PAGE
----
CLEON (d. 422 B.C.), Athenian politician during the Peloponnesian War, was the son of Cleaenetus, from whom he inherited a lucrative tannery business. He was the first prominent representative of the commercial class in Athenian politics. He came into notice first as an opponent of Pericles, to whom his advanced ideas were naturally unacceptable, and in his opposition somewhat curiously found himself acting in concert with the aristocrats, who equally hated and feared Pericles. During the dark days of 430, after the unsuccessful expedition of Pericles to Peloponnesus, and when the city was devastated by the plague, Cleon headed the opposition to the Periclean régime. Pericles was accused by Cleon of maladministration of public money, with the result that he was actually found guilty (see Grote’s Hist. of Greece, abridged ed., 1907, p. 406, note 1). A revulsion of feeling, however, soon took place. Pericles was reinstated, and Cleon now for a time fell into the background. The death of Pericles (429) left the field clear for him. Hitherto he had only been a vigorous opposition speaker, a trenchant critic and accuser of state officials. He now came forward as the professed champion and leader of the democracy, and, owing to the moderate abilities of his rivals and opponents, he was for some years undoubtedly the foremost man in Athens. Although rough and unpolished, he was gifted with natural eloquence and a powerful voice, and knew exactly how to work upon the feelings of the people. He strengthened his hold on the poorer classes by his measure for trebling the pay of the jurymen, which provided the poorer Athenians with an easy means of livelihood. The notorious fondness of the Athenians for litigation increased his power; and the practice of “sycophancy” (raking up material for false charges; see Sycophant), enabled him to remove those who were likely to endanger his ascendancy. Having no further use for his former aristocratic associates, he broke off all connexion with them, and thus felt at liberty to attack the secret combinations for political purposes, the oligarchical clubs to which they mostly belonged. Whether he also introduced a property-tax for military purposes, and even held a high position in connexion with the treasury, is uncertain. His ruling principles were an inveterate hatred of the nobility, and an equal hatred of Sparta. It was mainly through him that the opportunity of concluding an honourable peace (in 425) was lost, and in his determination to see Sparta humbled he misled the people as to the extent of the resources of the state, and dazzled them by promises of future benefits.

In 427 Cleon gained an evil notoriety by his proposal to put to death indiscriminately all the inhabitants of Mytilene, which had put itself at the head of a revolt. His proposal, though accepted, was, fortunately for the credit of Athens, rescinded, although, as it was, the chief leaders and prominent men, numbering about 1000, fell victims. In 425, he reached the summit of his fame by capturing and transporting to Athens the Spartans who had been blockaded in Sphacteria (see Pylos). Much of the credit was probably due to the military skill of his colleague Demosthenes; but it must be admitted that it was due to Cleon’s determination that the Ecclesia sent out the additional force which was needed. It was almost certainly due to Cleon that the tribute of the “allies” was doubled in 425 (see Delian League). In 422 he was sent to recapture Amphipolis, but was outgeneralled by Brasidas and killed. His death removed the chief obstacle to an arrangement with Sparta, and in 421 the peace of Nicias was concluded (see Peloponnesian War).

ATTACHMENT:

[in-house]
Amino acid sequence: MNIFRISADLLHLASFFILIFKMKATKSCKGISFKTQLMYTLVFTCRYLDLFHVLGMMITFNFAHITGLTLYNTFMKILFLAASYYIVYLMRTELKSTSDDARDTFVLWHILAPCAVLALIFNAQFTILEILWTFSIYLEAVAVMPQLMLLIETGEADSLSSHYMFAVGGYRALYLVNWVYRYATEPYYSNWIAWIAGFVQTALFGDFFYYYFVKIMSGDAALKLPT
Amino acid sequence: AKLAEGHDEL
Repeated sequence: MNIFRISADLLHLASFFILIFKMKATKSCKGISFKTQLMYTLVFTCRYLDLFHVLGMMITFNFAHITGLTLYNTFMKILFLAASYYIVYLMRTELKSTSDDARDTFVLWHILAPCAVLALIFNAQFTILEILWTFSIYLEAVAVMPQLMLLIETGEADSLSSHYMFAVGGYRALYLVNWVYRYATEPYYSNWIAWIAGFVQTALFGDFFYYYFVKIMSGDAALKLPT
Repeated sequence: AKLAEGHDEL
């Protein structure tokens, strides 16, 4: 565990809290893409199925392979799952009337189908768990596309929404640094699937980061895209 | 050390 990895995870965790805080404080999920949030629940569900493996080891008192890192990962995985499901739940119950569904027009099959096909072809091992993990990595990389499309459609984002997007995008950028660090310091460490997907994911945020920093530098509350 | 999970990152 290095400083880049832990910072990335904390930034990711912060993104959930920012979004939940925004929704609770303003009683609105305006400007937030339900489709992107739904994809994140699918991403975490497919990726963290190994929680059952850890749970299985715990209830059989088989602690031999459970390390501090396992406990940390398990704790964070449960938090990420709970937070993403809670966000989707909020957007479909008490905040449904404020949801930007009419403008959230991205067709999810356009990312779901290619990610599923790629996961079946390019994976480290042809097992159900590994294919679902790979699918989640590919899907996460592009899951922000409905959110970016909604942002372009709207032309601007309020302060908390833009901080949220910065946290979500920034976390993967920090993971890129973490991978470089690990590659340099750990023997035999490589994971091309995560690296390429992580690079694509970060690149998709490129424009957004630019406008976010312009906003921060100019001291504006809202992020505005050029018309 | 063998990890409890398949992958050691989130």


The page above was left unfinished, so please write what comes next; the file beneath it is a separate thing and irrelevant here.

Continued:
The character of Cleon is represented by Aristophanes and Thucydides in an extremely unfavourable light. But neither can be considered an unprejudiced witness. The poet had a grudge against Cleon, who had accused him before the senate of having ridiculed (in his Babylonians) the policy and institutions of his country in the presence of foreigners and at the time of a great national war. Thucydides, a man of strong oligarchical prejudices, had also been prosecuted for military incapacity and exiled by a decree proposed by Cleon. It is therefore likely that Cleon has had less than justice done to him in the portraits handed down by these two writers.

Authorities.—For the literature on Cleon see C. F. Hermann, Lehrbuch der griechischen Antiquitäten, i. pt. 2 (6th ed. by V. Thumser, 1892), p. 709, and G. Busolt, Griechische Geschichte, iii. pt. 2 (1904), p. 988, note 3. The following are the chief authorities:—(a) Favourable to Cleon.—C. F. Ranke, Commentatio de Vita Aristophanis (Leipzig, 1845); J. G. Droysen, Aristophanes, ii., introd. to the Knights (Berlin, 1837); G. Grote, Hist. of Greece, chs. 50, 54; W. Oncken, Athen und Hellas, ii. p. 204 (Leipzig, 1866); H. Müller-Strübing, Aristophanes und die historische Kritik (Leipzig, 1873); J. B. Bury, Hist. of Greece, i. (1902). (b) Unfavourable.—J. F. Kortüm, Geschichtliche Forschungen (Leipzig, 1863), and Zur Geschichte hellenischen Staatsverfassungen (Heidelberg, 1821); F. Passow, Vermischte Schriften (Leipzig, 1843); C. Thirlwall, Hist. of Greece, ch. 21; E. Curtius, Hist. of Greece (Eng. tr.) iii. p. 112; J. Schvarcz, Die Demokratie (Leipzig, 1882); H. Delbrück, Die Strategie des Perikles (Berlin, 1890); E. Meyer, Forschungen zur alten Geschichte, ii. p. 333 (Halle, 1899). The balance between the two extreme views is fairly held by J. Beloch, Die attische Politik seit Perikles (Leipzig, 1884), and Griechische Geschichte, i. p. 537; and by A. Holm, Hist. of Greece, ii. (Eng. tr.), ch. 23, with the notes.